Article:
This Story Has Legs: Kanaloa Octopus Farm


Tucked away at the far end of Natural Energy Lab of Hawai‘i Authority (NELHA) in Kailua-Kona, Kanaloa Octopus Farm is making quite a splash with visitors who book tours of the unique aquaculture attraction.

Continuously fed by deep-cold seawater pumped offshore of Keahole Point, the farm’s big blue tubs provide living quarters for adult octopuses harvested live from the wild for the captive-breeding project.

Marine biologist Jacob Conroy, who launched the re-search-and-development venture at the end of 2015, seeks to successfully raise octopus in an aquaculture setting. His ultimate goal: to become a production facility that can provide restaurants with a sustainable option for locally sourced octopus. It’s a feat that has eluded other research-ers through the years, however, due to the unique breeding challenges of the species.

“This research is in its infancy and the methods haven’t really been figured out,” said Jacob, CEO and president of Kanaloa Octopus Farm. “I got into the field in the first place to provide a pragmatic solution to overfishing, which is less of a problem in Hawai‘i, but more of a problem in Asia, the Mediterranean, and especially the Philippines. I tell people never to buy octopus that comes from the Phil-ippines because of their overfishing practices.”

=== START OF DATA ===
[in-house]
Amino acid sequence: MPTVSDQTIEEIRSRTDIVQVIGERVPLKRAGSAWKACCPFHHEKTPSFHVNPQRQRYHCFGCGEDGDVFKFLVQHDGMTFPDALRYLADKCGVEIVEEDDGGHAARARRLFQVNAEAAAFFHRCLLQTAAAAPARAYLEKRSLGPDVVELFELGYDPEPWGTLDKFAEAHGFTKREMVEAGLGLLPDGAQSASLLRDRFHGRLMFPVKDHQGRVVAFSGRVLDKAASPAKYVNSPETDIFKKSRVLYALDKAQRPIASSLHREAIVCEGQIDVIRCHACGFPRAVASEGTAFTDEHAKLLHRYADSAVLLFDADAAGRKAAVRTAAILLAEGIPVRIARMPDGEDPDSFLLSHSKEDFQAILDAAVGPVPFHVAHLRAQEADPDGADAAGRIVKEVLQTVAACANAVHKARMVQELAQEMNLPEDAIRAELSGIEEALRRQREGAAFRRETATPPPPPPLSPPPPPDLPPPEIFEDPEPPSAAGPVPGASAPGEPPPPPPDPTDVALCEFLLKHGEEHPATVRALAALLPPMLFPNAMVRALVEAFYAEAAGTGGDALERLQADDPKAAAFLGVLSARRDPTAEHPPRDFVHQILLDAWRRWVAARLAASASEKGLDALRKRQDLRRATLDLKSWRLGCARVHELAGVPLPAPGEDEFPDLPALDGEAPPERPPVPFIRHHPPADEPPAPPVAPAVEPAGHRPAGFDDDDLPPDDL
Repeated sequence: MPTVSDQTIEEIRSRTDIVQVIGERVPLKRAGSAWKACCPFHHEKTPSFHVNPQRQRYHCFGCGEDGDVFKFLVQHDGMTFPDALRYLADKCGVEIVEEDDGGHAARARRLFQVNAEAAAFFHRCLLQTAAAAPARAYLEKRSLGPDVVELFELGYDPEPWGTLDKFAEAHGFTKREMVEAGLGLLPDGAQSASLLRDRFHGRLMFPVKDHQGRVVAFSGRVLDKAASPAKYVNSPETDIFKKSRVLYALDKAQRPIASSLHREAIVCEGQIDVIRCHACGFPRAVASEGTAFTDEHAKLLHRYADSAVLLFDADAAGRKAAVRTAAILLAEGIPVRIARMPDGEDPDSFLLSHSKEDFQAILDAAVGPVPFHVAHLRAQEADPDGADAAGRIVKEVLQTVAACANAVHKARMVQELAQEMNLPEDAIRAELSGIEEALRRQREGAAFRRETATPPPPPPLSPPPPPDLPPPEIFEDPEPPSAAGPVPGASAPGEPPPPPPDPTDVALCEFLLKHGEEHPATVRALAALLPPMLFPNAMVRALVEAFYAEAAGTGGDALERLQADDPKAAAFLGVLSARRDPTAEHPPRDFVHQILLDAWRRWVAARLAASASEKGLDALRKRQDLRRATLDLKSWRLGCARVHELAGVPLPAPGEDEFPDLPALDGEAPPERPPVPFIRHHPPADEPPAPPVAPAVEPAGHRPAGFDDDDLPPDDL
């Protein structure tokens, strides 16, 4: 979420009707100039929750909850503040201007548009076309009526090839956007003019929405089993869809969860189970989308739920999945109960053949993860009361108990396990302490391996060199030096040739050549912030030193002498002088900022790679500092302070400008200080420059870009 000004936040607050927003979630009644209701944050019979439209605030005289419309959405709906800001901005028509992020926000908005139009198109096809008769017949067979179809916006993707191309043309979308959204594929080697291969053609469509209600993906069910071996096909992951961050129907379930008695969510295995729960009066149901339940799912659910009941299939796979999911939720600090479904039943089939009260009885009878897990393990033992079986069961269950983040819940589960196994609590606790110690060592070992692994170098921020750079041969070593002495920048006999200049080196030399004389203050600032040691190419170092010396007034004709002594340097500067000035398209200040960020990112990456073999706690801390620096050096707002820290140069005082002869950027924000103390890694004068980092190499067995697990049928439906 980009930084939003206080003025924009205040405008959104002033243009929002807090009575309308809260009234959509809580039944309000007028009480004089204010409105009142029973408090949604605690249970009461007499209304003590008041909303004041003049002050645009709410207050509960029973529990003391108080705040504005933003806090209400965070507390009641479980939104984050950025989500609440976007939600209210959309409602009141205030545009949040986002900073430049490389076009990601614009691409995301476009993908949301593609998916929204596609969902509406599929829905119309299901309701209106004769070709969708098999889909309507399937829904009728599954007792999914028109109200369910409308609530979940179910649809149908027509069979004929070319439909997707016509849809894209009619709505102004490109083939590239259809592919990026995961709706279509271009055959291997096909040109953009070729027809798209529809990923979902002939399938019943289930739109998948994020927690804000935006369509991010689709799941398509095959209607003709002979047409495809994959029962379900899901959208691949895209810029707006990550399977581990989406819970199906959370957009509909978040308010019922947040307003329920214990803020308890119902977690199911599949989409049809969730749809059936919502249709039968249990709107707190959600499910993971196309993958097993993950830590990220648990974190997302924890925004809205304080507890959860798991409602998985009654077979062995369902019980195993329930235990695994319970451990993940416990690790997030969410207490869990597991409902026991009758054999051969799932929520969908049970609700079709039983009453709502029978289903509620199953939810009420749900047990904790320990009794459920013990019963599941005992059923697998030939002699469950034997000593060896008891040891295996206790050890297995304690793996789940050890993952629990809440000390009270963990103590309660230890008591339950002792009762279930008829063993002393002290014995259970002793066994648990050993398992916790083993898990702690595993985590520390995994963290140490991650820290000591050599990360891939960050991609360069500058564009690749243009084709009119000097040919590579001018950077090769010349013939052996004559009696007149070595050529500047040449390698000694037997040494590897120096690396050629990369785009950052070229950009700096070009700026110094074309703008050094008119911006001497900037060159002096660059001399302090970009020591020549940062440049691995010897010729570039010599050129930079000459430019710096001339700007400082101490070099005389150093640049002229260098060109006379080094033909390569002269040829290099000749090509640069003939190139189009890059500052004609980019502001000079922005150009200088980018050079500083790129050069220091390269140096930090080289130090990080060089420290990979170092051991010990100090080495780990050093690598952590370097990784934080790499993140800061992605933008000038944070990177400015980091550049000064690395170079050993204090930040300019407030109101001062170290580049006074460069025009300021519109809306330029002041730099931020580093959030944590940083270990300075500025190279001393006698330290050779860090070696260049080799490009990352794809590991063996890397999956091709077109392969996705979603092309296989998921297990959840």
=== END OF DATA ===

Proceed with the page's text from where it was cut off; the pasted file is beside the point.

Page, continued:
Rather than jump through hoops for federal grant money, Jacob keeps his octopus business afloat with tourism. Working an average of 12 hours a day at the farm, he finds time to fit in two tours per day to help cover his expenses. The idea for hosting tours came about organically after a visitor posted about the farm on TripAdvisor.

The current facility includes a small, 500-square-foot wet lab with an open-air shack. Now that he’s successfully kept animals alive in tanks where they’ve mated and produced eggs, Jacob will soon be moving into a larger facility to-taling 4,000 square feet directly across the way. The new facility will accommodate 30 tanks, 100 animals and hope-fully two to three hatchings per month.

Round two of the research will involve successfully rearing larva to the juvenile stage. It takes 30 days for a larva to become a baby octopus, he said:

“We’ve had about seven hatches so far, which is good considering how few animals we have. Each hatch is a quarter-million larva each. In the wild, we don’t really know how many larva become adults, but survival out in the ocean is probably one percent. Babies live in a differ-ent part of the ocean than adults. They feed on plankton, unlike the adults that feed on reef animals. The core of our research is to recreate the ocean environment and food sources crucial for survival of the larva.”

Known as the “day octopus,” the species that frequents Hawaiian waters has a lifespan of only a year and a half. Cold-water species in the Pacific Northwest live for about three years. Jacob plans to conduct research on six or seven species eventually, but for now his focus is on the day octopus.

How long will it take before his farm begins supplying restaurants with octopus? “It could be a pie-in-the-sky dream, it could take 20 years or it could be just around the corner,” said Jacob.